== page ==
By Brent Budowsky - 09/18/13 10:47 PM EDT
As Congress considers cruel and barbaric attacks against the poor embodied by efforts to impose massive cuts in the food stamp program — cuts that would make the poor more poor, the hungry more hungry, the needy more needy and the ill more ill — it is fitting to consider the new papacy of Pope Francis.
The world has been blessed with a powerful, loving, compassionate, humble, faithful, wise and transcendent voice for the poor and downtrodden in Francis.
I was too young to appreciate Pope John XXIII during his papacy, but I came to deeply revere his love of the poor and reaching out to diverse faiths through his ecumenical teachings and statesmanlike vision for the Second Vatican Council.
I remember well — and vastly admired and actively supported — the extraordinary role in world history of Pope John Paul II, who offered compelling critiques against the evils of communism and the excesses of capitalism.
Francis chose his name out of reverence for St. Francis of Assisi, who championed the poor. He continues the legacy of John XXIII and John Paul II, both of whom he has chosen to elevate to sainthood, and Pope Benedict XVI, who was a devout voice for financial justice.
Francis brings a powerful passion for the poor to the center of his papacy. He rejects the worldly trappings of office. He brings his message of humbleness for the “haves” and hope for the “have-nots” to the far corners of the world. He seeks ecumenical dialogue and harmony with Protestants, Jews, Muslims and other faiths.
The views of the pope were recently reported in a story on CNBC titled “A blunt Pope Francis targets free market economics.” The story described similar teachings of John XXIII, John Paul II and Benedict XVI , who advocated increased financial regulation and a financial transaction tax after the financial crisis.
Francis in his passion for the poor strongly criticizes “the cult of money,” condemns income disparity, compares low wage labor to a form of slavery and calls for greater compassion and support for the needy.
These teachings are in line with other great faiths. At a time of punishing poverty and painful joblessness, Congress should increase, not cut, programs that value work and protect the poor.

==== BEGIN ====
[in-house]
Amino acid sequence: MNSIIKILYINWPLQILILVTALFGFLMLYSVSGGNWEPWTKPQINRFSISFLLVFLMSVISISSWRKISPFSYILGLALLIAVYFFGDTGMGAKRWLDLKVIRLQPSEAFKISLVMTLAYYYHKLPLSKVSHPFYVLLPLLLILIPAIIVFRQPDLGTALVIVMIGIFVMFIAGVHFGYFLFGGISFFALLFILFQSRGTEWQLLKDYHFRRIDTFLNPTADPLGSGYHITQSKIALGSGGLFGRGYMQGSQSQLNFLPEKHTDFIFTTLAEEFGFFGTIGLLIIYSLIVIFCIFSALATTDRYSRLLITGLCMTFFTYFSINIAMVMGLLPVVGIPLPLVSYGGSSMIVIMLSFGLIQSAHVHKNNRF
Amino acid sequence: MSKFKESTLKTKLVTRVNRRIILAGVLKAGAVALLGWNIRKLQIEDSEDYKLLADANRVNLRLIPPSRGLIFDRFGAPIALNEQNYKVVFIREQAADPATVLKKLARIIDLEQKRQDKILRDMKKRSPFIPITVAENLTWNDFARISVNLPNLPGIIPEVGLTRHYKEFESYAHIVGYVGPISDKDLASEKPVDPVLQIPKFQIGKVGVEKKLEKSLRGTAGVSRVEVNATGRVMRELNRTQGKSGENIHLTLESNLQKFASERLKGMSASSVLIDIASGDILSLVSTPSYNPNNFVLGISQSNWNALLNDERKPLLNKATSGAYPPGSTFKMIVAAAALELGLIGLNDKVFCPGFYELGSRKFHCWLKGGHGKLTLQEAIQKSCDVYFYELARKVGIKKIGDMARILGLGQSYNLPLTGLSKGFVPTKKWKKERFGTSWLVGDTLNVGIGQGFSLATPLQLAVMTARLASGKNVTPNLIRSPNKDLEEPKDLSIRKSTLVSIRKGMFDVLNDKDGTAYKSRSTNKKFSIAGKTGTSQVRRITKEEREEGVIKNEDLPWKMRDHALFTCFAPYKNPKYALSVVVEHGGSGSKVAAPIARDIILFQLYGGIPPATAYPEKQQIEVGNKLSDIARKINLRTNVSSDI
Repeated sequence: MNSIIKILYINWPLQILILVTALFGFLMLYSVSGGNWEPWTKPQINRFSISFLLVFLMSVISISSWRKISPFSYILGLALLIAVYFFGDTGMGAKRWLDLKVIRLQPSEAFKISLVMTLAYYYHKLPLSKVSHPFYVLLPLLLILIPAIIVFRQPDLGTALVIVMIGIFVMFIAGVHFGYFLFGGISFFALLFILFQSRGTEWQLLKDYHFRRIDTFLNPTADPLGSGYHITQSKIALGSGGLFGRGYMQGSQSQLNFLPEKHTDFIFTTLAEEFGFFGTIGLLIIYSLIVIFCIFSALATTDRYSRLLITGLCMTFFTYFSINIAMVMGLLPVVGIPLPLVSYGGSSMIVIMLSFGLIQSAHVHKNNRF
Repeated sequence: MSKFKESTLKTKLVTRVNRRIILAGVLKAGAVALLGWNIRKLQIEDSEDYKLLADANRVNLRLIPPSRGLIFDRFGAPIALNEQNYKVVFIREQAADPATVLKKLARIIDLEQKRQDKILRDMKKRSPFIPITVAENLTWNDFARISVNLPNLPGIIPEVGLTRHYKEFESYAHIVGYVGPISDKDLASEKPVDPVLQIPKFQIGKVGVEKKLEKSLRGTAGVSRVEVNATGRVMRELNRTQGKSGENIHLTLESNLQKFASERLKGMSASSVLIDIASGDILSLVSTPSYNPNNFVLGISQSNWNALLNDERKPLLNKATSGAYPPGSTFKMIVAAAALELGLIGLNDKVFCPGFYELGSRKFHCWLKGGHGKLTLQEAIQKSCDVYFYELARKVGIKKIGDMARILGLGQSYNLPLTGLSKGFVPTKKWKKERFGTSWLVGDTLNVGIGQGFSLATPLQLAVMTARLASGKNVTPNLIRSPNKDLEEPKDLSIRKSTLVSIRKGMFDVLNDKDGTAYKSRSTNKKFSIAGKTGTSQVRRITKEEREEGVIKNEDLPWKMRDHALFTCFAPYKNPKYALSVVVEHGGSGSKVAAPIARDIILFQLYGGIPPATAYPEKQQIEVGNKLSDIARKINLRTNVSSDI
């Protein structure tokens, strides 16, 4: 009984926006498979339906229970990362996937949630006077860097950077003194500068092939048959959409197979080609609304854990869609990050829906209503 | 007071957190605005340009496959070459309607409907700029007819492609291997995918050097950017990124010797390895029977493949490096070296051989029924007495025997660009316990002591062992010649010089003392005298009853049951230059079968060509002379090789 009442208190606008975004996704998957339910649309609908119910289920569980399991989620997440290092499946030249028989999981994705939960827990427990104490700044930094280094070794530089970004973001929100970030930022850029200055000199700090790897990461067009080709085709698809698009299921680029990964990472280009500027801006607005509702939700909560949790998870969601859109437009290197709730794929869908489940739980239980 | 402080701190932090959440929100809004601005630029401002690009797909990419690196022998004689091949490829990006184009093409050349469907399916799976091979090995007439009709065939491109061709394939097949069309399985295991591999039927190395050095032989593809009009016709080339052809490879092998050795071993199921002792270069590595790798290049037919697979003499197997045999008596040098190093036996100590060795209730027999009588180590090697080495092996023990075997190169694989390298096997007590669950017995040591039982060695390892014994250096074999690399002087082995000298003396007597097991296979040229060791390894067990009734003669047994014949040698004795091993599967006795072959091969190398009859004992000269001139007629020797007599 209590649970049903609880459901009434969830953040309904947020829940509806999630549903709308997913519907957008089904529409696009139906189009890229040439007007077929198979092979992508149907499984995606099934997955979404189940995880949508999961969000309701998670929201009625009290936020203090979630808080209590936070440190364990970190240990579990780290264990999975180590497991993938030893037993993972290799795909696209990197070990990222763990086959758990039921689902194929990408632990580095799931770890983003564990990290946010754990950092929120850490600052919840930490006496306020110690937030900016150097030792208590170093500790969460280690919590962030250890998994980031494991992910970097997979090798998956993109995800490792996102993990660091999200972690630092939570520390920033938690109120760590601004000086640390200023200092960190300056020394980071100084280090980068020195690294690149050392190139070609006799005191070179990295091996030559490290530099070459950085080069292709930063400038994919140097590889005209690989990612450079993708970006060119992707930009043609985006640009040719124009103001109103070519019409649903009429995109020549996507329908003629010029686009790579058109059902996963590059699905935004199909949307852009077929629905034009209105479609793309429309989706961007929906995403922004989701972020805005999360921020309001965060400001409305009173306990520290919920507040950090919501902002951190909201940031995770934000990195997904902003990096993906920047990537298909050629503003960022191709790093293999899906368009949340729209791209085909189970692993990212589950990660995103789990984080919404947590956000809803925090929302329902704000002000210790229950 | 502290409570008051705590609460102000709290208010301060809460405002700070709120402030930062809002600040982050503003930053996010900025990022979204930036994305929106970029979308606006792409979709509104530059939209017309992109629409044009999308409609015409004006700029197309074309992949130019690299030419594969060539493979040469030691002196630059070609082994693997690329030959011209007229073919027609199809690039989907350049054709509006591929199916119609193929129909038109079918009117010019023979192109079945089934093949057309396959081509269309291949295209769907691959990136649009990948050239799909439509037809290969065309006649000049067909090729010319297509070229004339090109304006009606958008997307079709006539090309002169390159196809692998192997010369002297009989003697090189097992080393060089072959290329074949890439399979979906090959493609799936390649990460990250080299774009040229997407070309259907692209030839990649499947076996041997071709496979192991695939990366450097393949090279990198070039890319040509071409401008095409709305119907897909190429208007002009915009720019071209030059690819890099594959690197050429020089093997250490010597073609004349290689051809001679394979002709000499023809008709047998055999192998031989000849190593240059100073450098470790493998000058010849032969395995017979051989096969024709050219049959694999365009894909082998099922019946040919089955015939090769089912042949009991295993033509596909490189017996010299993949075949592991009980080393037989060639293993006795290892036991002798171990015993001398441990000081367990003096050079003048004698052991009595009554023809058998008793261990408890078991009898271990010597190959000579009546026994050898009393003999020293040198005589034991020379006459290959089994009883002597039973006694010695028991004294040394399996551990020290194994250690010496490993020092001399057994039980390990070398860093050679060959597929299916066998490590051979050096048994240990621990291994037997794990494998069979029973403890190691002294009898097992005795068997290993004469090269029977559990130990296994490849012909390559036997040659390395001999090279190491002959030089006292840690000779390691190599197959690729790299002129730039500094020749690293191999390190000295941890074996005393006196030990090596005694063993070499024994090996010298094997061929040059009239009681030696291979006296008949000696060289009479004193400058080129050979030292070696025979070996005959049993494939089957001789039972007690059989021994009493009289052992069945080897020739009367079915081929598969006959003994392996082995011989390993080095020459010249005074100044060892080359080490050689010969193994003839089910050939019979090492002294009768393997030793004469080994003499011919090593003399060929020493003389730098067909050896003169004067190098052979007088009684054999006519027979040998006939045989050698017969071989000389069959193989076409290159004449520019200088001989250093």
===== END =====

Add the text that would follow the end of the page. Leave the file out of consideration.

An important recent story from the Catholic News Agency quoted a letter to Congress from Bishop Stephen E. Blaire, who chairs the U.S. Bishop’s Conference Committee on Domestic Justice and Human Development and wrote in opposition of food stamp cuts:
“Adequate and nutritious food is a fundamental human right and a basic need that is integral to protecting the life and dignity of the human person. How the House chooses to address our nation’s hunger and nutrition programs will have profound human and moral consequences.”
Many religious leaders of diverse faiths share this support for protecting the poor. How many leaders of faith urge Congress to cut programs for the needy?
I respectfully suggest that House Budget Committee Chairman Paul RyanPaul RyanDem protest ignites debate about control of House cameras Gun-control supporters plan next steps versus NRA House Democrat sit-in: well intended but in the wrong well MORE (R-Wis.) consider the views of great faiths and abandon the views of the late atheist Ayn Rand, who opposed government assistance unless she was cashing government checks herself.
Republicans should consider the nobler example of the late Congressman Jack Kemp (R-N.Y.), who championed conservative plans to help the poor.
There is something wrong with cutting programs to create jobs, cutting benefits for jobless workers, cutting food stamps for the hurting poor, opposing a living wage for all workers and fighting against fair pay for women.
Let’s join with Blaire in opposing cruel cuts to the food stamp program today, tomorrow and forever. Let’s celebrate the compassion of a pope with such a passion for protecting the poor.
Budowsky was an aide to former Sen. Lloyd Bentsen and Bill Alexander, then chief deputy majority whip of the House. He holds an LL.M. degree in international financial law from the London School of Economics. He can be read on The Hill’s Pundits Blog and reached at email@example.com.